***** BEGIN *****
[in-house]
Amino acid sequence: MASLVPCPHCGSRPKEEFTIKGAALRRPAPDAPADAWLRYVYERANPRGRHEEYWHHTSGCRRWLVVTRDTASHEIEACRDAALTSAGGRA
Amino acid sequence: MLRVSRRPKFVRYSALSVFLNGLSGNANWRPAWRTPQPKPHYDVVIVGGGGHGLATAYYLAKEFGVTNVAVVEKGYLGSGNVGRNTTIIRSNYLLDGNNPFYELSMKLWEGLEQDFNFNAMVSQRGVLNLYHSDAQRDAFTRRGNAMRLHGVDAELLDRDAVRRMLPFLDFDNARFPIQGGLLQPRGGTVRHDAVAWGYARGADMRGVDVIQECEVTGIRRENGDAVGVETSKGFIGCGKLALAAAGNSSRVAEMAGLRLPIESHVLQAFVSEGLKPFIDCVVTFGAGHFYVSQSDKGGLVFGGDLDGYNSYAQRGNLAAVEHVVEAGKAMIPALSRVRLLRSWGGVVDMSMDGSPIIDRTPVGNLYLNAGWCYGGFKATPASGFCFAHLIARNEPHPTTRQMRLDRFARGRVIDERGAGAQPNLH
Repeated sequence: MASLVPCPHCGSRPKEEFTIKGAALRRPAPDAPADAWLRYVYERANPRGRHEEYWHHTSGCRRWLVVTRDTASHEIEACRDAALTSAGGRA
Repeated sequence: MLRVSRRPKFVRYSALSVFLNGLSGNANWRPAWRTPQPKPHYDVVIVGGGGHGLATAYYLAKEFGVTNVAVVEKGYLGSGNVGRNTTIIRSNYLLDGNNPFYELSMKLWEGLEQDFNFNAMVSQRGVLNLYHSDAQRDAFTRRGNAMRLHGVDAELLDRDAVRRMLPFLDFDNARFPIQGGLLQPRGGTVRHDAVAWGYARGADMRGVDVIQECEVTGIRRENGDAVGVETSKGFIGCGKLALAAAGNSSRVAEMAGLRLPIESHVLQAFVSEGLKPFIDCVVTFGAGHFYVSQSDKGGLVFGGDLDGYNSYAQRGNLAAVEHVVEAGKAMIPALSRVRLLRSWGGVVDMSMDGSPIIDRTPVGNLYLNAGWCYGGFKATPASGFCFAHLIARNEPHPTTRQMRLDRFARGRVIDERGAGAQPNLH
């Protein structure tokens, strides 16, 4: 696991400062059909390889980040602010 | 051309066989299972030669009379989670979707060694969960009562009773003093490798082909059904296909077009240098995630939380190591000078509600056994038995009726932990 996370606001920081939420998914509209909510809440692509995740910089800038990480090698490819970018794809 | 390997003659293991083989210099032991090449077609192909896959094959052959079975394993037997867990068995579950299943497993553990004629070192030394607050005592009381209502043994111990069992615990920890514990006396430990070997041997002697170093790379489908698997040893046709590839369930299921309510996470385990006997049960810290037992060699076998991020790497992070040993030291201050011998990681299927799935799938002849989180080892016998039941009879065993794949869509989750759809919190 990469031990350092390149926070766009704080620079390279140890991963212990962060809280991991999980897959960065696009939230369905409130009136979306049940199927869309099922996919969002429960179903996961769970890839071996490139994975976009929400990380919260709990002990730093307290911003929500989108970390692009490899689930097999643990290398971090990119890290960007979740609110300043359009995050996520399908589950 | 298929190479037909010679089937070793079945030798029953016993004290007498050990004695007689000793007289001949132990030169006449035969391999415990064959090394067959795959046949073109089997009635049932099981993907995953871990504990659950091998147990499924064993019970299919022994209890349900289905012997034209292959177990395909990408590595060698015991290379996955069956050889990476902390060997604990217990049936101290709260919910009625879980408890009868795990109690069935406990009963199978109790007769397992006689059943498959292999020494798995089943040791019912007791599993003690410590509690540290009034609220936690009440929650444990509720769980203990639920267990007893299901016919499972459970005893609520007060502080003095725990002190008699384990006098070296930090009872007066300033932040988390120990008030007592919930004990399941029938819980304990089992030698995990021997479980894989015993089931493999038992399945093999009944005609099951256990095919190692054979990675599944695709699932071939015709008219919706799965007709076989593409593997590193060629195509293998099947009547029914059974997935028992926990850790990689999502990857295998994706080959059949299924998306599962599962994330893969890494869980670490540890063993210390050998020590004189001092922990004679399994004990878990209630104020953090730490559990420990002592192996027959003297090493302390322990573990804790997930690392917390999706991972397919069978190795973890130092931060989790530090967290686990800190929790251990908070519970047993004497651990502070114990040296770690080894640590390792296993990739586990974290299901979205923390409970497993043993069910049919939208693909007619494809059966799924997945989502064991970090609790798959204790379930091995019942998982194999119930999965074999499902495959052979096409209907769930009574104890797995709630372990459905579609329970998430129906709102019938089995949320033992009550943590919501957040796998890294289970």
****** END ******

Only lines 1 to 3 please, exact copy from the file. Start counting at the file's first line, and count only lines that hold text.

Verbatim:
[in-house]
Amino acid sequence: MASLVPCPHCGSRPKEEFTIKGAALRRPAPDAPADAWLRYVYERANPRGRHEEYWHHTSGCRRWLVVTRDTASHEIEACRDAALTSAGGRA
Amino acid sequence: MLRVSRRPKFVRYSALSVFLNGLSGNANWRPAWRTPQPKPHYDVVIVGGGGHGLATAYYLAKEFGVTNVAVVEKGYLGSGNVGRNTTIIRSNYLLDGNNPFYELSMKLWEGLEQDFNFNAMVSQRGVLNLYHSDAQRDAFTRRGNAMRLHGVDAELLDRDAVRRMLPFLDFDNARFPIQGGLLQPRGGTVRHDAVAWGYARGADMRGVDVIQECEVTGIRRENGDAVGVETSKGFIGCGKLALAAAGNSSRVAEMAGLRLPIESHVLQAFVSEGLKPFIDCVVTFGAGHFYVSQSDKGGLVFGGDLDGYNSYAQRGNLAAVEHVVEAGKAMIPALSRVRLLRSWGGVVDMSMDGSPIIDRTPVGNLYLNAGWCYGGFKATPASGFCFAHLIARNEPHPTTRQMRLDRFARGRVIDERGAGAQPNLH